HOUSTON—At 9:21 tonight, the NCAA championship game between the Butler Bulldogs and UConn Huskies about to begin inside Reliant Stadium, the Bulldogs will find themselves in the familiar role of under … drum roll, please … dog.
According to early Las Vegas projections regarding this dog-eat-dog showdown, the Huskies will finish best in show by 3.5 points in winning their third national championship in 12 years.
But before the trophy’s handed to UConn coach Jim Calhoun, someone might want to revisit an interview with Butler coach Brad Stevens from earlier in the tournament.
Said Stevens to the Washington Post on the eve of the team’s Sweet 16 win over Wisconsin, “You know, [point guard] Ronald Nored came up to me and said, ‘Coach, I’ve played in 10 NCAA games and nobody has ever picked us to win.”
Never mind that it had actually been nine games to that point. Nored was 7-2 in those contests at that time. He is now 10-2, which means all these experts keep picking the Bulldogs to lose at their own peril.
Especially when it comes to holding down Butler senior forward Matt Howard.
Junior guard Shelvin Mack will justifiably draw the most attention from the Huskies after scoring 24 points in Saturday’s semifinal win over VCU.
A 6-3, 215-pound junior who can score, pass or drive with equal efficiency, Mack has the tournament numbers (22 ppg) to wind up the event’s MVP.
But he’s not the guy who makes the Bulldogs’ bite far deadlier than their bark. Howard is the team’s Cujo, a relentless competitor who’s twice scored the winning points in this tournament, who’s averaging 16.5 ppg and more than seven rebounds, all the while mixing it up inside against taller, more athletic players.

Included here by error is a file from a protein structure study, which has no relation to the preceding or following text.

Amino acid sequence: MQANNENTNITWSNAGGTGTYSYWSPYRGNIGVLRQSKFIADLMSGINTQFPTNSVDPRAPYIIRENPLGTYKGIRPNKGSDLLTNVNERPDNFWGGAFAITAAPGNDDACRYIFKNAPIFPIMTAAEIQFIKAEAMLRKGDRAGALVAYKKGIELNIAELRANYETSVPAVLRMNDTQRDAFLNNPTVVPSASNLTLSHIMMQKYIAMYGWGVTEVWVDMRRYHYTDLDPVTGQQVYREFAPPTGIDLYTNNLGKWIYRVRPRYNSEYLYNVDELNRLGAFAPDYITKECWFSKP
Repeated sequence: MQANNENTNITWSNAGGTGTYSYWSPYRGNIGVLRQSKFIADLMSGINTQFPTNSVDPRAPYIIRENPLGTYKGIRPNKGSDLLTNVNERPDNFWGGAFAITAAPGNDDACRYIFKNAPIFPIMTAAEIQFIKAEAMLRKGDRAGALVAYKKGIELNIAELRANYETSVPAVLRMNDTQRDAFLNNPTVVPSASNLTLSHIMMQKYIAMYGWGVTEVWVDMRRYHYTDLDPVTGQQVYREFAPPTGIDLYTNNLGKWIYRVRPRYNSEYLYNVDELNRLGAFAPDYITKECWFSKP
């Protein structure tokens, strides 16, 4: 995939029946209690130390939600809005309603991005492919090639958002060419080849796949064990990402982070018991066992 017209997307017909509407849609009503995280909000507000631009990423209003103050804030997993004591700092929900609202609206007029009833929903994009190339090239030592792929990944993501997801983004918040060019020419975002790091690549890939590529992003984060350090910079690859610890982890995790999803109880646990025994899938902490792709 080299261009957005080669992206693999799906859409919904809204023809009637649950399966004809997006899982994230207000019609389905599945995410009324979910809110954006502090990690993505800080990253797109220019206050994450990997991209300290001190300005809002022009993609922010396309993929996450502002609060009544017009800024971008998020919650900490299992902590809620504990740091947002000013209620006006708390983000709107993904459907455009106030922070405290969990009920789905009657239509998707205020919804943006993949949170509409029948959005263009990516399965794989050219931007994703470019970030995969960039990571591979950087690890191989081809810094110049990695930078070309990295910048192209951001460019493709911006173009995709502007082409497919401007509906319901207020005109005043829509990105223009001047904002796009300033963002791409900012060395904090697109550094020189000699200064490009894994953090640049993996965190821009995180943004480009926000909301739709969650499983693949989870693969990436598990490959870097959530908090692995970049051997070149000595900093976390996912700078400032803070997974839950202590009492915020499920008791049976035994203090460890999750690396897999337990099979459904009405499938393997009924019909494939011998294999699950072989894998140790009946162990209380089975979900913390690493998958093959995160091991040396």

“I can’t say enough about Matt,” said Stevens. “He’s unbelievable. He only wins. His mind and his motor are different. He is an outstanding player and it’s going to translate to any level, I really believe that.”
To prove his point, Stevens spoke of Butler’s three-game sweep through the Diamond Head Classic in Hawaii that concluded on Christmas Day.
“There was a [newspaper] piece that talked about the top 10 pro prospects in the [tournament],” recalled Stevens. “Matt Howard wasn’t on it, but he was the MVP of tournament.”
Here’s Howard’s MVP play from Saturday’s win over VCU: With 1:01 to play, the Bulldogs up four, Butler guard Shawn Vanzant misses a 3-pointer. Only Howard gets the rebound, then the putback. Then he corrals a defensive board nine seconds later, is fouled and makes both free throws.
In a span of 10 seconds, Butler goes from a nervous four-point lead to a comfortable eight-point cushion.
“Matt Howard’s a great player,” said UConn coach Jim Calhoun on Sunday. “I’d have Mack put on a [UConn] uniform if he wants. Howard can put on that uniform, too.”
The folks in Connersville, Ind., will tell you Howard’s a better person than a player. An economically depressed community of 13,000, more than 1,400 of its residents drove 70 miles west to Indianapolis — where Butler’s located — to honor the eighth of Linda and Stan Howard’s 10 children on his senior day.
“Matt brings a hope for Connorsville that shows if you work hard and do things the right way you’ll be rewarded for it,” said Rodney Klein — Howard’s high school coach — in a New York Times piece last week.
Of course, that could also be because Howard is an Academic All-American who carries a 3.77 GPA in finance.
“I’ve been here four years and nothing’s really changed,” said Howard. “I think that’s really important, whether you don’t make the tournament, you lose in the first round, or you’re fortunate enough to make it to [the title game]. It’s all about staying solid and staying within what you do.”
Tonight it may well be all about how well Howard can continue to do what he’s done throughout this tournament, which is to give Butler a chance to become the first No. 8 seed since Villanova in 1985 to win it all for underdogs everywhere.
Mark Wiedmer started work at the Chattanooga News-Free Press on Valentine’s Day of 1983. At the time, he had to get an advance from his boss to buy a Valentine gift for his wife. Mark was hired as a graphic artist but quickly moved to sports, where he oversaw prep football for a time, won the “Pick’ em” box in 1985 and took over the UTC basketball beat the following year. By 1990, he was ...